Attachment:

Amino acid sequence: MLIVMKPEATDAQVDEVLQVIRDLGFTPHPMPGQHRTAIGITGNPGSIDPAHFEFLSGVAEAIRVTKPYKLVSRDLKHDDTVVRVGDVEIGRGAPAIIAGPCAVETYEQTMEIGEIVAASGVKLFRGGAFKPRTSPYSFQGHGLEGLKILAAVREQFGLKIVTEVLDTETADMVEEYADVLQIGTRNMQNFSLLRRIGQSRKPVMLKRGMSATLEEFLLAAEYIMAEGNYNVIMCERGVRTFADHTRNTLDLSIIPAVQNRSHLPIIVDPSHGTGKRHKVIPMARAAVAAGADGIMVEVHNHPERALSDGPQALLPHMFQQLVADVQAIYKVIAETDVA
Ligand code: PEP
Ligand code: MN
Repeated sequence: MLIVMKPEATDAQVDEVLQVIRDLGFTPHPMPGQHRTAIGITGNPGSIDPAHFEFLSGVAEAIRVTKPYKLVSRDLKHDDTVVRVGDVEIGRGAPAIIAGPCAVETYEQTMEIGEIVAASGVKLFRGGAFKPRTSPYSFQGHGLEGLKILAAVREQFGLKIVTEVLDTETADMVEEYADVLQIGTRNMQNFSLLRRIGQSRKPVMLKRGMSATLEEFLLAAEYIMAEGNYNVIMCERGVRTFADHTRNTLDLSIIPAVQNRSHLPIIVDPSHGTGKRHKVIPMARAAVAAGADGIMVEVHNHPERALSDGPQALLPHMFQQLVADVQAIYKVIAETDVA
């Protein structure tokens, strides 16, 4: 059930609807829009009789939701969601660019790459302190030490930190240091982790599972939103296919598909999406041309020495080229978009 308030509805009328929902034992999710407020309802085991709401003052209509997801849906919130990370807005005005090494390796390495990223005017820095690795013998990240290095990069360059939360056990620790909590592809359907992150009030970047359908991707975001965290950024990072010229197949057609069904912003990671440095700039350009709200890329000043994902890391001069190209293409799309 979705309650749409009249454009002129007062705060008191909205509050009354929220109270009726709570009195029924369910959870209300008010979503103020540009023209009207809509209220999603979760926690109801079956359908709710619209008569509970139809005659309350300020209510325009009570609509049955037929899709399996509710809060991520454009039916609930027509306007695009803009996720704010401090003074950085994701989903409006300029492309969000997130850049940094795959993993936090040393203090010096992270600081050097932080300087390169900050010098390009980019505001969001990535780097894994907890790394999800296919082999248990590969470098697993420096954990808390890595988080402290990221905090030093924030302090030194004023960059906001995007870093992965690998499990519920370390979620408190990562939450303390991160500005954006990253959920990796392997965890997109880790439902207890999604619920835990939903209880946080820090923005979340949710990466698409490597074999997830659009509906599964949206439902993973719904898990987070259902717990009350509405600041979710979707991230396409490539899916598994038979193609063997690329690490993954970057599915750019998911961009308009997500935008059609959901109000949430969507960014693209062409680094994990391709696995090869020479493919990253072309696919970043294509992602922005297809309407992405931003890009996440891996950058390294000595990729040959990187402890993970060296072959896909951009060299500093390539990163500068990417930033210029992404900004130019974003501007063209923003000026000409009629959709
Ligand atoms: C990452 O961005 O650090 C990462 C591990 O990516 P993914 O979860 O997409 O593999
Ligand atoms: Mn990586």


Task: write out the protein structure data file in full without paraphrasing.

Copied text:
Amino acid sequence: MLIVMKPEATDAQVDEVLQVIRDLGFTPHPMPGQHRTAIGITGNPGSIDPAHFEFLSGVAEAIRVTKPYKLVSRDLKHDDTVVRVGDVEIGRGAPAIIAGPCAVETYEQTMEIGEIVAASGVKLFRGGAFKPRTSPYSFQGHGLEGLKILAAVREQFGLKIVTEVLDTETADMVEEYADVLQIGTRNMQNFSLLRRIGQSRKPVMLKRGMSATLEEFLLAAEYIMAEGNYNVIMCERGVRTFADHTRNTLDLSIIPAVQNRSHLPIIVDPSHGTGKRHKVIPMARAAVAAGADGIMVEVHNHPERALSDGPQALLPHMFQQLVADVQAIYKVIAETDVA
Ligand code: PEP
Ligand code: MN
Repeated sequence: MLIVMKPEATDAQVDEVLQVIRDLGFTPHPMPGQHRTAIGITGNPGSIDPAHFEFLSGVAEAIRVTKPYKLVSRDLKHDDTVVRVGDVEIGRGAPAIIAGPCAVETYEQTMEIGEIVAASGVKLFRGGAFKPRTSPYSFQGHGLEGLKILAAVREQFGLKIVTEVLDTETADMVEEYADVLQIGTRNMQNFSLLRRIGQSRKPVMLKRGMSATLEEFLLAAEYIMAEGNYNVIMCERGVRTFADHTRNTLDLSIIPAVQNRSHLPIIVDPSHGTGKRHKVIPMARAAVAAGADGIMVEVHNHPERALSDGPQALLPHMFQQLVADVQAIYKVIAETDVA
């Protein structure tokens, strides 16, 4: 059930609807829009009789939701969601660019790459302190030490930190240091982790599972939103296919598909999406041309020495080229978009 308030509805009328929902034992999710407020309802085991709401003052209509997801849906919130990370807005005005090494390796390495990223005017820095690795013998990240290095990069360059939360056990620790909590592809359907992150009030970047359908991707975001965290950024990072010229197949057609069904912003990671440095700039350009709200890329000043994902890391001069190209293409799309 979705309650749409009249454009002129007062705060008191909205509050009354929220109270009726709570009195029924369910959870209300008010979503103020540009023209009207809509209220999603979760926690109801079956359908709710619209008569509970139809005659309350300020209510325009009570609509049955037929899709399996509710809060991520454009039916609930027509306007695009803009996720704010401090003074950085994701989903409006300029492309969000997130850049940094795959993993936090040393203090010096992270600081050097932080300087390169900050010098390009980019505001969001990535780097894994907890790394999800296919082999248990590969470098697993420096954990808390890595988080402290990221905090030093924030302090030194004023960059906001995007870093992965690998499990519920370390979620408190990562939450303390991160500005954006990253959920990796392997965890997109880790439902207890999604619920835990939903209880946080820090923005979340949710990466698409490597074999997830659009509906599964949206439902993973719904898990987070259902717990009350509405600041979710979707991230396409490539899916598994038979193609063997690329690490993954970057599915750019998911961009308009997500935008059609959901109000949430969507960014693209062409680094994990391709696995090869020479493919990253072309696919970043294509992602922005297809309407992405931003890009996440891996950058390294000595990729040959990187402890993970060296072959896909951009060299500093390539990163500068990417930033210029992404900004130019974003501007063209923003000026000409009629959709
Ligand atoms: C990452 O961005 O650090 C990462 C591990 O990516 P993914 O979860 O997409 O593999
Ligand atoms: Mn990586």